Plaintiffs produced no evidence accounting for the presence of the cow on the highway, but invoked the doctrine of res ipsa loquitur to establish a prima facie case of negligence against defendant. The propriety of permitting application of that doctrine in cases of this character was upheld in Kenney v. Antonetti, 211 Cal. 336, 338, 339 [295 P. 341], where this court said: "Section 151 of the California Vehicle Act (Act 5128, Deering's General Laws; Stats. 1923, p. 517) in part provides in substance that no person owning or controlling livestock shall voluntarily or negligently permit any of them to stray or remain unaccompanied upon a fenced public highway and section 1714 of [7 Cal. 2d 64] the Civil Code in part provides in substance that everyone is responsible for an injury occasioned to another by his want of ordinary care or skill in the management of his property. The fact that defendants' horses were unattended upon the highway at night and the other facts adduced by the evidence, considered in the light of the above provisions and the further general rules of negligence applying at all times, clearly gave rise to an inference of negligence here and sufficiently established plaintiffs' prima facie case. It was not incumbent upon her to prove just how the horses came to be loose or who permitted them to enter the highway for this was obviously a fact peculiarly within the knowledge of defendants. In the exercise of ordinary care, how could it be possible for horses to stray time and again unattended upon the highway, as plaintiff attempted, by the evidence stricken out, to show it was the custom of defendants' horses to do? The theory of the doctrine of res ipsa loquitur is that a defendant in charge of an instrumentality which causes injury either knows the cause of the accident or has the best opportunity of ascertaining it, and the plaintiff, having no such knowledge, is compelled to allege negligence in general terms and to rely upon proof of the happening of the accident in order to establish it (19 Cal.Jur., sec. 127, p. 713)." Citing Breidenbach v. McCormick Co., 20 Cal. App. 184 [128 P. 423]; Roberts v. Griffith Co., 100 Cal. App. 456 [280 P. 199]; Olden v. Babicora Dev. Co., 107 Cal. App. 399 [290 P. 1062]; Hansen v. Kemmish, 201 Iowa, 1008 [208 N.W. 277, 45 A.L.R. 499, and note]; Doherty v. Sweetser, 82 Hun, 556, [31 N.Y. Supp. 649]. See, also, Moss v. Bonne Terre F. & C. Co., 222 Mo. App. 808 [10 S.W. (2d) 338].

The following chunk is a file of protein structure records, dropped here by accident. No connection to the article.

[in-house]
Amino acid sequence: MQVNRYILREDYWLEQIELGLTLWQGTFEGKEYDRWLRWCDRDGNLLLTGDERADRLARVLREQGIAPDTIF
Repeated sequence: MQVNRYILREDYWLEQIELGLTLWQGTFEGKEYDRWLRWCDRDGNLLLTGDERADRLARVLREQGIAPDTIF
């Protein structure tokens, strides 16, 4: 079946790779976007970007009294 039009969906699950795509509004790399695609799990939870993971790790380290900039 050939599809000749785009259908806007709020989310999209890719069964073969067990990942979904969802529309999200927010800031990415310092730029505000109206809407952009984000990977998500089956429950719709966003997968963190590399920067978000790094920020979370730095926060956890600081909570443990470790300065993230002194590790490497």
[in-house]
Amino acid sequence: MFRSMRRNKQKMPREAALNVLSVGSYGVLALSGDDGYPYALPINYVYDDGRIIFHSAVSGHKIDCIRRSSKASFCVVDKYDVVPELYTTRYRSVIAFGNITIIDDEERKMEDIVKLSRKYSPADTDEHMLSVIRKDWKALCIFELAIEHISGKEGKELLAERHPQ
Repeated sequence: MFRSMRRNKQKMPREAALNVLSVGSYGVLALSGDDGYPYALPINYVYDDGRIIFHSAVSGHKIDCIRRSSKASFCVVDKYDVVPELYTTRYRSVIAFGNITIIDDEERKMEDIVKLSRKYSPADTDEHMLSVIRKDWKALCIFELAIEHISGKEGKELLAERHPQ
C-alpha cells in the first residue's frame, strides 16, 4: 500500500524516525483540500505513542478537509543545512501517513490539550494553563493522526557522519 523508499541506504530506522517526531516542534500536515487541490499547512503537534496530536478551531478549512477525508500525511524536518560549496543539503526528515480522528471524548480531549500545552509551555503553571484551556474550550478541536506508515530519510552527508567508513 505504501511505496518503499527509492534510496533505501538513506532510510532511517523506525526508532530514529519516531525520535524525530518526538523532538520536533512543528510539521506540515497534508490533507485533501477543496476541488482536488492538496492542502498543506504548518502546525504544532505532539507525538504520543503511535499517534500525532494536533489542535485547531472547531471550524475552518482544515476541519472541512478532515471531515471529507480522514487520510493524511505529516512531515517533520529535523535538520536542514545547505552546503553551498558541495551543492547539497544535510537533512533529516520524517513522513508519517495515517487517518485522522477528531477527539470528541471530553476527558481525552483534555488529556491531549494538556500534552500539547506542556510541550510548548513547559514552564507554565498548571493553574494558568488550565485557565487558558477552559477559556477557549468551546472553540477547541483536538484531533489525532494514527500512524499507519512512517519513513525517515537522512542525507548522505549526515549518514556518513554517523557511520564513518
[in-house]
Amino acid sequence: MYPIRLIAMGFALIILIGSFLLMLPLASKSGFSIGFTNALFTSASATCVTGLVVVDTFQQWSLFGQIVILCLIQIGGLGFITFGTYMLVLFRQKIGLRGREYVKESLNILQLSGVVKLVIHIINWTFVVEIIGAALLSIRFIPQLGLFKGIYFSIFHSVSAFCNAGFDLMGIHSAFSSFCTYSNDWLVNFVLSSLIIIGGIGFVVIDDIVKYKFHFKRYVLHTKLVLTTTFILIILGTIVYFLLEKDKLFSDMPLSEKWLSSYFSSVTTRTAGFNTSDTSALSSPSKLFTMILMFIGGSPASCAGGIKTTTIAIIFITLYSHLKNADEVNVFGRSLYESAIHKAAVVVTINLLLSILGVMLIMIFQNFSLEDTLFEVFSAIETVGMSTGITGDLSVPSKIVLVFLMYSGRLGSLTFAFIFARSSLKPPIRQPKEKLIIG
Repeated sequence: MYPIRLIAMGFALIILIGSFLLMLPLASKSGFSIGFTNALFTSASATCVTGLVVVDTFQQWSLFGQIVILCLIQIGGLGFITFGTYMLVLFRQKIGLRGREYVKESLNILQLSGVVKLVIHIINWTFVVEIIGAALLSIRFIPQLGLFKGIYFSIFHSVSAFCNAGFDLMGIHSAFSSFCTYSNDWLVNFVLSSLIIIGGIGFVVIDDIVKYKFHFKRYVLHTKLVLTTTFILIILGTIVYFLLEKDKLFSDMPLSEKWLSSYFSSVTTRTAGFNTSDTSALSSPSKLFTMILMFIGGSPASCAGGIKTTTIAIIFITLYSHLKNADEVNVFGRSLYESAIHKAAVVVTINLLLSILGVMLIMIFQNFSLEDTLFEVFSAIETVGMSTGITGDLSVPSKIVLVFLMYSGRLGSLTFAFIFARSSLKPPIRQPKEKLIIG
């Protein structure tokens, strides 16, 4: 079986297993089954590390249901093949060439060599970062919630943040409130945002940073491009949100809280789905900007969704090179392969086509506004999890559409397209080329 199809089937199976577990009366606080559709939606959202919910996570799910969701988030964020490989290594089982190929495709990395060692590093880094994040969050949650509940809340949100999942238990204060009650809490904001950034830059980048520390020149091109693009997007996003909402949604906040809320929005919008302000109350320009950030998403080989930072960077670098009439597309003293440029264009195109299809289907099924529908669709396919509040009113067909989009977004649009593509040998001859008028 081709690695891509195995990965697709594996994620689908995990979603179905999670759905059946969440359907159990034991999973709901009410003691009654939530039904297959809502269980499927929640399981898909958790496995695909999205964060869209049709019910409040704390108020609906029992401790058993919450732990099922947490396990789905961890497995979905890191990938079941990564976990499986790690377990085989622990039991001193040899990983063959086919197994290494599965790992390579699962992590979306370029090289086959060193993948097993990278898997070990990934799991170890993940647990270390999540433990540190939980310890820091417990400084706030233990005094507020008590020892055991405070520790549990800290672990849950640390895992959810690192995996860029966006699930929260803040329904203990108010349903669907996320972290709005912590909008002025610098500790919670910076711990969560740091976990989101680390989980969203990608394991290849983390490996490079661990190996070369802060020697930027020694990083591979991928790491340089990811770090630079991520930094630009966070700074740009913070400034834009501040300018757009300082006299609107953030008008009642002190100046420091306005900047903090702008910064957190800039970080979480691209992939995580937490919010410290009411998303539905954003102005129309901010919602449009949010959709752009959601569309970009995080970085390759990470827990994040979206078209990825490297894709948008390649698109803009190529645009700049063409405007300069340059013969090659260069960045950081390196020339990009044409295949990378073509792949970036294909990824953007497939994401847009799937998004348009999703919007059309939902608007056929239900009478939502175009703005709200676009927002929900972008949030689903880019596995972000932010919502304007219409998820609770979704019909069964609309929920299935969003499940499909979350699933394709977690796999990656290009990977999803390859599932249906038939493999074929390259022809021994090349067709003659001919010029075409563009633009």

[1] Appellant, however, contends that the rule of the Kenney case (Kenney v. Antonetti, supra) is not applicable here for the reason that in 1933 the legislature repealed the statute upon which that action was bottomed (sec. 151, California Vehicle Act, referred to in above quotation), and, with certain changes which we are asked to construe as foreclosing reliance upon the doctrine of res ipsa loquitur, incorporated its provisions in the Agricultural Code, as section 423 thereof (Act 144, Deering's 1933 Supp., p. 875). The effective date of said section 423 was subsequent to the happening of this accident but prior to trial of these actions [7 Cal. 2d 65] and appellant contends that inasmuch as the change was procedural only--not affecting substantive rights but going only to the remedy for enforcement of those rights--it is entitled to the benefit of the statute as it existed at the time of trial. (Pilcher v. Tanner Motor Livery, 138 Cal. App. 558 [33 PaCal.2d 58], and cases there cited.)